2008-06-20 / Letters

Part Of The Economic Solution?

Dear Editor,

Today, a quiet but real crisis exists in business lending, with a high rate of business failure and defaults. In researching the present economic crisis, a group of economists, consultants, accountants and attorneys working for the Epicurus Institute discovered that business lending was a key factor. It is not, as many believe, solely a mortgage mess.

When businesses fail, it is not simply the enterprise, but the owner and employees at risk of bankruptcy. Owners, particularly small to midsized business entrepreneurs, are experiencing failure of their businesses at alarming rates. That results in rising unemployment figures as shops and offices close, often under the weight of oppressive debt.

The Community Reinvestment Act, intended to help minorities, women and veterans obtain fair opportunity for credit, is being unintentionally thwarted by tight credit in business lending. The result is that many that would normally qualify under CRA cannot borrow because the credit requirements are too high. Today, only 26 percent of Americans can qualify for a business loan at most commercial banks.

When potential entrepreneurs know they cannot finance their business, they tend to wait until the market is easier and loan financing is available they can qualify for before they start. This results in lower volume of new incorporations and lower corporate franchise taxes to the states. New York, one of the leading states for business incorporations, is seeing dramatic reductions in start up enterprises and significant shortfalls in business tax payments as many existing companies are failing. With that, unemployment is rising, and the costs to the state go up accordingly.

Merit is not a factor in lending. Since the late 1990s the banking industry began using a credit scoring and collateral model for making lending decisions. In fact, for loans less than $100,000 the process is almost completely automated. Machines do not evaluate the business, or the merit of the entrepreneur, but only a stack of mathematical calculations.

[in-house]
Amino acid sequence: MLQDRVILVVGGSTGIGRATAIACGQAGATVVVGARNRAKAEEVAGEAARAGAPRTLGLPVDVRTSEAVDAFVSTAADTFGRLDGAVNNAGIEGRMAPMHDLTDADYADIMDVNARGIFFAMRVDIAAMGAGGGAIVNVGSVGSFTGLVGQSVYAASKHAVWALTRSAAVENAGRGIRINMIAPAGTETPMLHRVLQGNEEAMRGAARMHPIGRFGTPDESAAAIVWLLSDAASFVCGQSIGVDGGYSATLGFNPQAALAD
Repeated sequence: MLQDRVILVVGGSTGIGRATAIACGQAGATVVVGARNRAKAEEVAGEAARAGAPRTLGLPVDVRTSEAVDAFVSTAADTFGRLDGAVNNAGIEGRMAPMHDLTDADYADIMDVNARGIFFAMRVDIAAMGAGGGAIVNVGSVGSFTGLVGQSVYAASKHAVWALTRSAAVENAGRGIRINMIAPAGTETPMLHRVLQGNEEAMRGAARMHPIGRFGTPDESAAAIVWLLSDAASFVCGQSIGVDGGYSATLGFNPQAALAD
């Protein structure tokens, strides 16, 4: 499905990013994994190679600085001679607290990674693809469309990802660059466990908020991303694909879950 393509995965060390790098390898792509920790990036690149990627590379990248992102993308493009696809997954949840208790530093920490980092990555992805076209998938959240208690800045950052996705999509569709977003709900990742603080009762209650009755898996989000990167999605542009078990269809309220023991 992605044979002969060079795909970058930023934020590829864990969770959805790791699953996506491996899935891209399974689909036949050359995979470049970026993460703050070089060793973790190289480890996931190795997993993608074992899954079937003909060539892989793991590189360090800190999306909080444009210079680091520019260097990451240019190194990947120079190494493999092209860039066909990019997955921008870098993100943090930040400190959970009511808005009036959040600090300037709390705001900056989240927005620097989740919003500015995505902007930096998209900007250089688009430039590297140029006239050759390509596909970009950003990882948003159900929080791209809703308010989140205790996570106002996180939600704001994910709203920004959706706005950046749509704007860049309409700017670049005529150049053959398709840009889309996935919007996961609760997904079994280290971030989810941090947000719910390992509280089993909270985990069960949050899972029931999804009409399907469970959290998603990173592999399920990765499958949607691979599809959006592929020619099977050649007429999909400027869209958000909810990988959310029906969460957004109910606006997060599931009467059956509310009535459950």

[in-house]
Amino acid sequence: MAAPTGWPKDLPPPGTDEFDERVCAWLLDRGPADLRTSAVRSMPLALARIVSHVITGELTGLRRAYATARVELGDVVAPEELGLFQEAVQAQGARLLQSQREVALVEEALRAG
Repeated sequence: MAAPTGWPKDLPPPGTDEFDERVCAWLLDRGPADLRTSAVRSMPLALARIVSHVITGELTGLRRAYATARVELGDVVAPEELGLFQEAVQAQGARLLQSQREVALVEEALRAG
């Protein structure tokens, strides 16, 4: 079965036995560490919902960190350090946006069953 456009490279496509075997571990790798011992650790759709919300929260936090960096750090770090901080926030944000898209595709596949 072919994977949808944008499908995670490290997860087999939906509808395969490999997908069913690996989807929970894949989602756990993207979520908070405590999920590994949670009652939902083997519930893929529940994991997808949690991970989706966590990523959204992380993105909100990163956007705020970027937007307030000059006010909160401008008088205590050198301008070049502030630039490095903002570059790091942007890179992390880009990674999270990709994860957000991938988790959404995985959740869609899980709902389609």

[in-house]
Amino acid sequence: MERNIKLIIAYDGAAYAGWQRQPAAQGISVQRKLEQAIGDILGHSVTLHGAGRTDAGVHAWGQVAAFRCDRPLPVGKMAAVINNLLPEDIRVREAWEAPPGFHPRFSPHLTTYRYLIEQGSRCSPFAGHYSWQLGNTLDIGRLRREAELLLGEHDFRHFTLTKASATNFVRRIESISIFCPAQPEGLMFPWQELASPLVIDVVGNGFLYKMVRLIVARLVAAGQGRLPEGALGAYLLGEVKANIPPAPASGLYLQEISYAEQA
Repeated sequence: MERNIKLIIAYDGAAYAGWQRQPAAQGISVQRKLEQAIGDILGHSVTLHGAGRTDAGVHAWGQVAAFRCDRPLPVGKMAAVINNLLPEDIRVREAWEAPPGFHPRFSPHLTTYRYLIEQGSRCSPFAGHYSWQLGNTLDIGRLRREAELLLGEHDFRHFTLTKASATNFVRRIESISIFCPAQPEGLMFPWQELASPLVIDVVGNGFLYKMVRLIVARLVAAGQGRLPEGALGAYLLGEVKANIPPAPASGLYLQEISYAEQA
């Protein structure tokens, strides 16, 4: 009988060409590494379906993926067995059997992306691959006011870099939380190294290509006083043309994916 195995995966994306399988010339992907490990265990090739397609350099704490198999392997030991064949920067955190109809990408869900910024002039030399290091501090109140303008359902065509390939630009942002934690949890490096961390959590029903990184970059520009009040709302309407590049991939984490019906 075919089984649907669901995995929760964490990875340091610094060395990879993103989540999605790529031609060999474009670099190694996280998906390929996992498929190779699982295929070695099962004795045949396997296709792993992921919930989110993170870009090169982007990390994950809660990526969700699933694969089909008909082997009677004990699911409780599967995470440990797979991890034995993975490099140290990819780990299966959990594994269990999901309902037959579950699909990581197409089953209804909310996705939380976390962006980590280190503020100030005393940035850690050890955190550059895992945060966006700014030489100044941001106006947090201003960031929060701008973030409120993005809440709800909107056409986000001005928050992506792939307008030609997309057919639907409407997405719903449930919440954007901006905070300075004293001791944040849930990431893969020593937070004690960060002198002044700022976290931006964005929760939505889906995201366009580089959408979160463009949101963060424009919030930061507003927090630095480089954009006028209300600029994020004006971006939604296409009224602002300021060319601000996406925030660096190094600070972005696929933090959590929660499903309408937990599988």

Around the same time, banks began to eliminate the position of analyst. These were people who would read and review a business plan as part of a loan. Business plans tell others what the entrepreneur knows about how to run the business. They explain how money will flow through the enterprise and how income will be earned.

Without a review of business plans, bank underwriters cannot determine the merit of the borrower and whether the business can survive through the term of the loan.

Why is this important? Because when businesses fail, they take local jobs and put a strain on the economy of a community. During the 1970s, we saw many of Rockaway's businesses close, and it took more than 30 years to revive the community. Stores remained closed. With business closures, there's also a direct correlation to increased crime rates.

A potential solution is currently in the works in Congress. Called the Business Credit, Education and Evaluation Amendment, the bill would create the infrastructure needed to put analysis back in business lending. This time, it would be a bit different. The analysts would be independent, third-party evaluators, certified under the workings of this legislation and trained to give fair and reasonable evaluation of a business plan. They would help business owners understand what is needed to be a success through education and would provide a score, not on the individual's credit, but on the merit of the business to succeed.

Representative Gregory W. Meeks is the originating sponsor of this legislation that is being co-sponsored by many leading members of the House in both parties and will have a companion bill in the Senate. The bill is supported by many organizations and business groups because it makes it possible for banks to make better business loans based at least in part on merit.

Representative Anthony Weiner has expressed interest in being a cosponsor.

The people of the Rockaways, and our Congressional representatives can be at the forefront of the solution to this business lending crisis.

ROBERT ANGELONE

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